Liverpool beat AC Milan in the Champions League final, 2005
Like United, Liverpool had their backs to the wall early on in the 2005 Champions League final in the Atatürk Olympic Stadium. Playing Italian giants AC Milan, the Reds were a goal down after only a minute and things went from bad to worse as the first half went on. Two further goals were conceded before the break and if the game had been a boxing match, Liverpool manager Rafael Benitez would have thrown in the towel. Instead, he threw on Didi Hamann.
There has been much debate about the role of Benitez at half-time in Istanbul, with some putting his generalship on a par with Napoleon and others suggesting he lucked into a masterplan in the manner of Harry Flashman. Regardless, the introduction of Hamann proved hugely influential: the German put the shackles on Milan’s Kaka while allowing Steven Gerrard greater licence to go forward and it was Gerrard who scored Liverpool’s first, while he also won a penalty which led to the third after Vladimír Šmicer had made it 3-2. With no further goals, the match went to extra-time and penalties, before Jerzy Dudek’s spaghetti legs helped to seal a remarkable comeback in Liverpool’s favour.
Dennis Taylor beats Steve Davis in the World Snooker Championship final, 1985
The fact that Dennis Taylor beat Steve Davis in the 1985 World Snooker Championship final is astonishing enough; the fact that he recovered from eight frames to nil down to do so only adds to the sense of wonder. Particularly as he did so while wearing a pair of upside-down glasses.
World number one Davis went into the match as overwhelming favourite having won three of the previous four world championships and he dominated the opening exchanges. Although Taylor stormed back into contention to ensure he only trailed by nine frames to seven overnight, he did not lead at any stage until the final ball was potted. Level at 17-17 but trailing 44-62 in the decider, Taylor needed to sink the remaining four colours on the table to win. He duly potted the brown, blue and pink before sealing his comeback by potting the final black to spark wild celebrations.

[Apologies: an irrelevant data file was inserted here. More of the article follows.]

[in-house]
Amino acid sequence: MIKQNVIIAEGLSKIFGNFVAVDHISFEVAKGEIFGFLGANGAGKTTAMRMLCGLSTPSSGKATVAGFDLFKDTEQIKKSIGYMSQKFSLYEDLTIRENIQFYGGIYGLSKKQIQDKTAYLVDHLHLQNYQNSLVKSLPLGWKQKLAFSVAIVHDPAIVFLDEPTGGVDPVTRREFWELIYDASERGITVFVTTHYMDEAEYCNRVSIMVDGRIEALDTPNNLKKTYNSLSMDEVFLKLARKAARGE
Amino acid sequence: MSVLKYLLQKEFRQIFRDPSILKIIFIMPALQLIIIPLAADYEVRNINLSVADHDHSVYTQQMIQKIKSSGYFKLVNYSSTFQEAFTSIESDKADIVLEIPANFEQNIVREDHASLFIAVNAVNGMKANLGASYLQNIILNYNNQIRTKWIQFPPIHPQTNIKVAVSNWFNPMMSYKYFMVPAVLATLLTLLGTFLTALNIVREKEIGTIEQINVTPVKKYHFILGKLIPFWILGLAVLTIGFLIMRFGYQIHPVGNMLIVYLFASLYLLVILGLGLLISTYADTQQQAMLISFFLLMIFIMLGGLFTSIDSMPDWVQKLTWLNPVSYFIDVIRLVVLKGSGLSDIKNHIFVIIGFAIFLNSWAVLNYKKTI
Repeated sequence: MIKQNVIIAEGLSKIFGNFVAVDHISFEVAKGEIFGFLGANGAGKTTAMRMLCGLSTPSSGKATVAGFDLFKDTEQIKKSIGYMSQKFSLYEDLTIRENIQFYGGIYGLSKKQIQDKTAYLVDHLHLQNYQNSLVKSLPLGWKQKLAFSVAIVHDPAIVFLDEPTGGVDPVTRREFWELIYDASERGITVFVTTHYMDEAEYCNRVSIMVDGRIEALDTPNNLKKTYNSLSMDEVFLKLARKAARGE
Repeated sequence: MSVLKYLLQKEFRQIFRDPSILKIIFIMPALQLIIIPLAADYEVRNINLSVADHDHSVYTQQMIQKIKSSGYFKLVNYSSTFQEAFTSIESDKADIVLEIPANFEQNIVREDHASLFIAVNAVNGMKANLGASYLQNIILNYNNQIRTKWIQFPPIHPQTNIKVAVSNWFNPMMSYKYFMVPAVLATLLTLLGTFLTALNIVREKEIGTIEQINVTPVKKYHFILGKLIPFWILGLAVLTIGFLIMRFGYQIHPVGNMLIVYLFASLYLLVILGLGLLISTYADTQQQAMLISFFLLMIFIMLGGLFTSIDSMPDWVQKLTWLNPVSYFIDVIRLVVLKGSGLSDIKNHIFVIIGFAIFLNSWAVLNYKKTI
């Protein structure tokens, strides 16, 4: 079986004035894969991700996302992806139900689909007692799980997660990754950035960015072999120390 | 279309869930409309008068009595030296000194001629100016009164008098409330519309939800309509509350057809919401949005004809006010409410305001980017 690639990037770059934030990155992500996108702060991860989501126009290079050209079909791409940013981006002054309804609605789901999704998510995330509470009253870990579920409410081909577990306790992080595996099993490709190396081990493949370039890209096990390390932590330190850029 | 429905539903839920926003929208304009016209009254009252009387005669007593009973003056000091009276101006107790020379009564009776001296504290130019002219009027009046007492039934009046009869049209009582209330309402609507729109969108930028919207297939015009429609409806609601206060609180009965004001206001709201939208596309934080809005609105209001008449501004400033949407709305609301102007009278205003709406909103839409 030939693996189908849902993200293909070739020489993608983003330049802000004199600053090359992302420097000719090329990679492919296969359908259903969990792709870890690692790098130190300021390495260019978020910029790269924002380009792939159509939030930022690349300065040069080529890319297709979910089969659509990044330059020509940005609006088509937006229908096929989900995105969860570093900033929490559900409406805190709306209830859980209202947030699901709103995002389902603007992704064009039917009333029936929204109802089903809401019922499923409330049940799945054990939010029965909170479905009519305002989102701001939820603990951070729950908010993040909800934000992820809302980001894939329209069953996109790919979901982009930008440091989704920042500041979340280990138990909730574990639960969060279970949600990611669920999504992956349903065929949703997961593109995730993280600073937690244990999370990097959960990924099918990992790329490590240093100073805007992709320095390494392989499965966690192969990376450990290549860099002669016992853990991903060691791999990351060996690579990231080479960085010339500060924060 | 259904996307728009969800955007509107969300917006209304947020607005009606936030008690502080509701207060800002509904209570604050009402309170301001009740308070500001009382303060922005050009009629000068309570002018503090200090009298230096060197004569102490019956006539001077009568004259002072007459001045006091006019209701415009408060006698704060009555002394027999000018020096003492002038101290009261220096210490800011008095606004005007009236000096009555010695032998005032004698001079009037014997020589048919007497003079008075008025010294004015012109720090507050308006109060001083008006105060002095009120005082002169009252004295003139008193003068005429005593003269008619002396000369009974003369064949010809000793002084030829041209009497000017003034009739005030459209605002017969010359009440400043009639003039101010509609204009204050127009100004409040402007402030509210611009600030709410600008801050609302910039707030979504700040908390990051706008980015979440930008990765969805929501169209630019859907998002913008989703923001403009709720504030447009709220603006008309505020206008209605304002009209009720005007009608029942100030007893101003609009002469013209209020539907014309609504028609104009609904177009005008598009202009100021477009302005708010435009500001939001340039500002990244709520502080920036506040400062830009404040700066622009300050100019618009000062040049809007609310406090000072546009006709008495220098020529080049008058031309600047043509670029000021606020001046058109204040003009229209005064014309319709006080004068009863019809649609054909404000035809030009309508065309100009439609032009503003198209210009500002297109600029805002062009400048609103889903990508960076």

England beat Australia in the Third Ashes Test, 1981
Winless in their previous 12 Tests, bowled out for 174 in the first innings and reduced to 105 for 5 in the second innings, England were facing not only defeat against Australia in the Third Ashes Test of 1981 but humiliation on a damning scale. Still 122 runs short of Australia’s first-innings total, not many in the England camp can have expected to avoid an innings defeat, let alone contemplated a win. But however hopeless the situation, if Ian Botham was going to go down he wasn’t going to do so without a fight. Beefy deployed attack as the best form of defence and battered his way to 149 not out, with fast bowler Graham Dilley helping his team’s cause by scoring 56 in an eighth-wicket partnership with Botham of 117.
Yet this is only half of the story. Botham’s exploits ensured England had a lead of 129 to defend and when the Baggy Greens reached 56 for 1, victory once again looked to be theirs. However, in Bob Willis, England found another hero. In taking eight wickets for just 43 runs, Willis played a large part in bowling out Australia for 111. Crucially, this not only clinched the win for England but also gave them the required springboard to secure a 3-1 series triumph in what became known as ‘Botham’s Ashes’. It was also only the second time that a team had won a Test match having been asked to follow on.